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What Are the Stages Of Wound Healing?

New skin forms during the angiogenesis phase of wound healing.
Scabs either have come off or are flaking away during the final stage of wound healing.
During the first stage of wound healing, a person might notice the wound beginning to bleed.
Scabs form during the epitheliation stage of wound healing.
Compulsive picking at scabs may cause them to become infected.
It can take as little as three weeks or as long as two years for a wound to complete the healing process.
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There are four stages of wound healing. In order, the stages are inflammation, epitheliazation, angiogenesis, and remodeling. It can take as little as three weeks or as long as two years for a wound to finish the healing process, depending on its severity. Some wounds disappear almost completely once they are healed, while others might leave a very noticeable scar that may never go away. No matter how severe the wound was, the tissue covering it is usually not as strong as it originally was when it grows back.

The inflammatory stage, which is the first of the four stages of wound healing, might last from two to five days. During this time, the wound begins to heal itself from the inside and the body starts to repair any affected tissues. A person might notice that the wound is bleeding, and blood clots will typically begin to form at its surface. Blood vessels attempt to narrow themselves to reduce the amount of blood that comes out. A scab will usually begin to form over the open area, and this is when the epitheliazation stage generally begins.

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During the epitheliation stage, the second of the stages of wound healing, the scab has formed over the outside of the wound and new skin has started to grow underneath. This stage might last as long as a few days or a few weeks. The outer edges of the wound in the skin start to constrict, growing closer together and finally binding as the new skin develops and holds the edges together. As epitheliation comes to an end, angiogenesis begins and new blood vessels begin forming underneath the new skin to replace the ones that were injured.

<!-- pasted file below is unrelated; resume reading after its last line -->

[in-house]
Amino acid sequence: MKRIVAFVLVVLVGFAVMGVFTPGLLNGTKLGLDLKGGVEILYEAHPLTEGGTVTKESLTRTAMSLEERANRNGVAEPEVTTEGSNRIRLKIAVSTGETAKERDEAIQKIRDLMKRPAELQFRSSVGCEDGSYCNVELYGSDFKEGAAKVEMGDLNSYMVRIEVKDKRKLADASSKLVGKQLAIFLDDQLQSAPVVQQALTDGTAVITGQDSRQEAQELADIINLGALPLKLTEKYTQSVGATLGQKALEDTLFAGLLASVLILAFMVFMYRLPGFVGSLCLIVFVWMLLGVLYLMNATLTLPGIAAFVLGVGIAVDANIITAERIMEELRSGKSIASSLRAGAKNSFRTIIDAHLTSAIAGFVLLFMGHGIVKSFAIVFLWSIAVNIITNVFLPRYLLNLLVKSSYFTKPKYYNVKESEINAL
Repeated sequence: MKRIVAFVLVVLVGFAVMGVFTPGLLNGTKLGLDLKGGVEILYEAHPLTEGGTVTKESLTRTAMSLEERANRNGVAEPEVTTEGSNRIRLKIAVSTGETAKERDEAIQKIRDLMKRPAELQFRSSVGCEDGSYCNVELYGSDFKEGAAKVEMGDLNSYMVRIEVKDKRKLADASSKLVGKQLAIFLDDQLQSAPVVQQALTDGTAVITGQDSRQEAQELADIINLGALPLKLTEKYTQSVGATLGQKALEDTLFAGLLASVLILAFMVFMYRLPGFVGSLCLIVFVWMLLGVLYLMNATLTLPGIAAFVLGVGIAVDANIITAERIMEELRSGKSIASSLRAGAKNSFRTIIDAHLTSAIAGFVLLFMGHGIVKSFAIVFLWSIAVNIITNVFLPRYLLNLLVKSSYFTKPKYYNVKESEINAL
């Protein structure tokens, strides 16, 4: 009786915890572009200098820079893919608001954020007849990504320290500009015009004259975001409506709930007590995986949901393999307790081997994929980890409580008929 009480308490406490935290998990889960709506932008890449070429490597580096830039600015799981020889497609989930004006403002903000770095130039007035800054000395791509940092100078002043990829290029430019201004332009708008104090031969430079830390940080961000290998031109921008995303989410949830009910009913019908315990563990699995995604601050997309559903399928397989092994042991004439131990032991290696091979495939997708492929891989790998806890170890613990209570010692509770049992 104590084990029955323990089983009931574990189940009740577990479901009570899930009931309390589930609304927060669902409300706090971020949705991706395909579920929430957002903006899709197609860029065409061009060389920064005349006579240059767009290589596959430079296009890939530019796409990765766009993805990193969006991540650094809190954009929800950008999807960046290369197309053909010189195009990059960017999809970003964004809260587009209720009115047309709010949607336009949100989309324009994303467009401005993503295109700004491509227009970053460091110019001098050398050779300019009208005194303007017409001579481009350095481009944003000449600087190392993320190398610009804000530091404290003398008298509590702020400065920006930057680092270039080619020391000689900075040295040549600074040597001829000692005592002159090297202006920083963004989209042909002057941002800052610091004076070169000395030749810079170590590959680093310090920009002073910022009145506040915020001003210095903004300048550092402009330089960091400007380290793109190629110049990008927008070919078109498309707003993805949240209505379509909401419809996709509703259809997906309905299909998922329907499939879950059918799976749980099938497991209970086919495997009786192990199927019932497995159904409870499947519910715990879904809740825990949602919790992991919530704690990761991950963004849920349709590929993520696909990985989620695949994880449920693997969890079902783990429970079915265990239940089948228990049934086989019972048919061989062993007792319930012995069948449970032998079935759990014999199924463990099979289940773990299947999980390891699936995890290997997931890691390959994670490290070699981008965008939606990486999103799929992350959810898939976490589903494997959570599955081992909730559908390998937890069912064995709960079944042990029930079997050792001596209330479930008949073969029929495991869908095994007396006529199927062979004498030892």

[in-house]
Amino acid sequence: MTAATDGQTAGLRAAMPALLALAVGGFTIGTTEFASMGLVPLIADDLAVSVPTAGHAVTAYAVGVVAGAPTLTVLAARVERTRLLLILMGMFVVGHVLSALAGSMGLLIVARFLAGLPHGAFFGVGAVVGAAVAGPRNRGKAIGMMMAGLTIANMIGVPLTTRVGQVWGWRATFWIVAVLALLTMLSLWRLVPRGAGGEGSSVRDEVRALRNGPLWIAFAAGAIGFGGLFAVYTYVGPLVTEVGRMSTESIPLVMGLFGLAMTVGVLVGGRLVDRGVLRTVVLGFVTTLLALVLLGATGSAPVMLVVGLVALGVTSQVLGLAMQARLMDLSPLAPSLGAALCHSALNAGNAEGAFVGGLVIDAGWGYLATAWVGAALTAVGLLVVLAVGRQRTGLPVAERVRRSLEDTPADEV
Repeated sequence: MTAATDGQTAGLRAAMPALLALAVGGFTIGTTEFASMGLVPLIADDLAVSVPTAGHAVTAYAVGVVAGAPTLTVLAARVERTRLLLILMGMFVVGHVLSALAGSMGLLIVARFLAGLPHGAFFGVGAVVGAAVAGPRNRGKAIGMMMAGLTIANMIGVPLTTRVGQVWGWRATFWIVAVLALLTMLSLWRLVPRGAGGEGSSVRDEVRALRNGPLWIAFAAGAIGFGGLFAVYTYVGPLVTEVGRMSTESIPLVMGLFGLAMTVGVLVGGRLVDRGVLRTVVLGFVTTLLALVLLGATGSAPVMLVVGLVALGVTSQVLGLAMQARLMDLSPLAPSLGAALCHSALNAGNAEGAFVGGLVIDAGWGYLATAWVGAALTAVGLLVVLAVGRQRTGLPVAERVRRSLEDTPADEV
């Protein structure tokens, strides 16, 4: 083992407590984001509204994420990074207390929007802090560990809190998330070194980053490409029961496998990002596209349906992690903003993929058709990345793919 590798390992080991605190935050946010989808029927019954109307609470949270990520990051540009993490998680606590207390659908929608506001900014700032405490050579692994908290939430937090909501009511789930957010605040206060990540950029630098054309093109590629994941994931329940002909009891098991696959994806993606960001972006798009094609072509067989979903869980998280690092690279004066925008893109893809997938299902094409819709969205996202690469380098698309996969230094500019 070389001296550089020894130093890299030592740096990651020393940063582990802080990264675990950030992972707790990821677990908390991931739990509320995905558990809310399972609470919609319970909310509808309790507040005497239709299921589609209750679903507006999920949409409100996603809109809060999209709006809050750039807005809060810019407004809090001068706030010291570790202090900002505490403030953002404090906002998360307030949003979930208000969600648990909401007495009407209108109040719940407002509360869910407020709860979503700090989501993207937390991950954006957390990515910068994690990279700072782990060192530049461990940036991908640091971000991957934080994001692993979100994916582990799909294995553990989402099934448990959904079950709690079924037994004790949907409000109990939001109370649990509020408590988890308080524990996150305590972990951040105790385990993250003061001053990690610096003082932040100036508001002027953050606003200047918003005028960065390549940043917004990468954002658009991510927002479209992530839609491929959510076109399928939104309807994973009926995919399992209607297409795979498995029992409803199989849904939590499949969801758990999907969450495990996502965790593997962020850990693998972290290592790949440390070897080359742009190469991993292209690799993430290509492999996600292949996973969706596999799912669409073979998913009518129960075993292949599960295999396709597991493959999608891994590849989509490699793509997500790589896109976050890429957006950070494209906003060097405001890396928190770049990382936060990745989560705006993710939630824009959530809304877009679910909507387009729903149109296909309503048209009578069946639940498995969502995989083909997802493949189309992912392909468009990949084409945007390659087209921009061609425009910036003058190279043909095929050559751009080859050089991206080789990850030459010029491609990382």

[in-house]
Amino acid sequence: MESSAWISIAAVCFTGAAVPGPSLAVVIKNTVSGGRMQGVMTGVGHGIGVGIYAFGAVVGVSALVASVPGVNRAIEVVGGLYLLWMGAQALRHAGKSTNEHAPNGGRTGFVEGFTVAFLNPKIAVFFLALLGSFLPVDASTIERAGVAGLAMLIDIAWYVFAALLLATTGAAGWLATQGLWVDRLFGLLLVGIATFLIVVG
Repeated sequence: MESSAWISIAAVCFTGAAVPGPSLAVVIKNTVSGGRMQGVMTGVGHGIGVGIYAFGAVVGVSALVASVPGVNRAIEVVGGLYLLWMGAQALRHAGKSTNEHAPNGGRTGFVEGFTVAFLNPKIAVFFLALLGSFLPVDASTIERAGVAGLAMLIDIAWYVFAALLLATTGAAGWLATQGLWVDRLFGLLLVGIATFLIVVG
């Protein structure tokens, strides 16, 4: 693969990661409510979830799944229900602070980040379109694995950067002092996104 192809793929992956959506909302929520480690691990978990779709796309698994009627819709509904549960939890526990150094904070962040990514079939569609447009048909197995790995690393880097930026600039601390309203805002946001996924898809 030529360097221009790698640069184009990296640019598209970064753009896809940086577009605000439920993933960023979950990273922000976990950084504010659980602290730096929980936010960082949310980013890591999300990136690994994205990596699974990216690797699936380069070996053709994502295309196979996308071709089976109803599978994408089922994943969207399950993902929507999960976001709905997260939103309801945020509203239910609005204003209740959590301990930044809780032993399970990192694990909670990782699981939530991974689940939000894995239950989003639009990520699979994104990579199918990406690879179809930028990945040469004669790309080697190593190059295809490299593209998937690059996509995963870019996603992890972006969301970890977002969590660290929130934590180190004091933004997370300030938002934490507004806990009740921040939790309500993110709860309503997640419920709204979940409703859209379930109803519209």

The last of the stages of wound healing is known as remodeling. When this occurs, the scab covering the wound has likely either come off completely or has started to flake off. Collagen begins to form rapidly, and a scar will start to become noticeable. The scar tissue present may help to protect the site of the wound more effectively than the scab did, but the tissue is still not normally quite as strong as the tissue it replaced. Once the scar has formed, the wound has typically finished healing, and the scar may never completely go away. Even though the stages of wound healing are normally the same for almost everyone, the rate at which wounds heal still tends to vary depending on the severity of the wound and the particular person because not everyone heals at the same rate.

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jervin
Post 11

I had a cut on my penis from shaving. After a month the skin still looked white, but didn't sting when I shower. Would you all say it was healed?

anon335458
Post 10

I had one cystic acne thing and I kept trying to pop it with my fingers (I know, not a good idea) but it worked before so I just did it. The skin on the top is now healing, but I can kind of see through it and something under it or the skin on top is white and it hurts when I touch the top of the wound, but not around it. Is it infected? If it is, how do I drain it at home? I really don't want to go to the doctor and I don't even think my parents would take me. My forehead kind of aches because of it.

anon324408
Post 8

I don't know how to say this, but I had a pimple scar on my face. I used foundation to cover it.

Sweat and dust clogged the pores and a new pimple formed. I applied benzoyl peroxide overnight (after I squeezed it), only to discover that it has become red and now it is hurting a lot.

My face looks so marked now, it will take more than three months to heal. Now what do I do? Why did I do this? I shouldn't have applied makeup to hide the scar, in the first place. My bad.

cloudel
Post 7

As a child, I had the overwhelming urge to pick at my scabs. My mother always told me not to do this, because once a wound had scabbed over, it had reached a stage of healing.

She said that the intense itching I felt in the area was a sign that my body was fixing the wound. She told me that I didn't need to interfere by scratching, and if I did, it would only make the wound take longer to heal.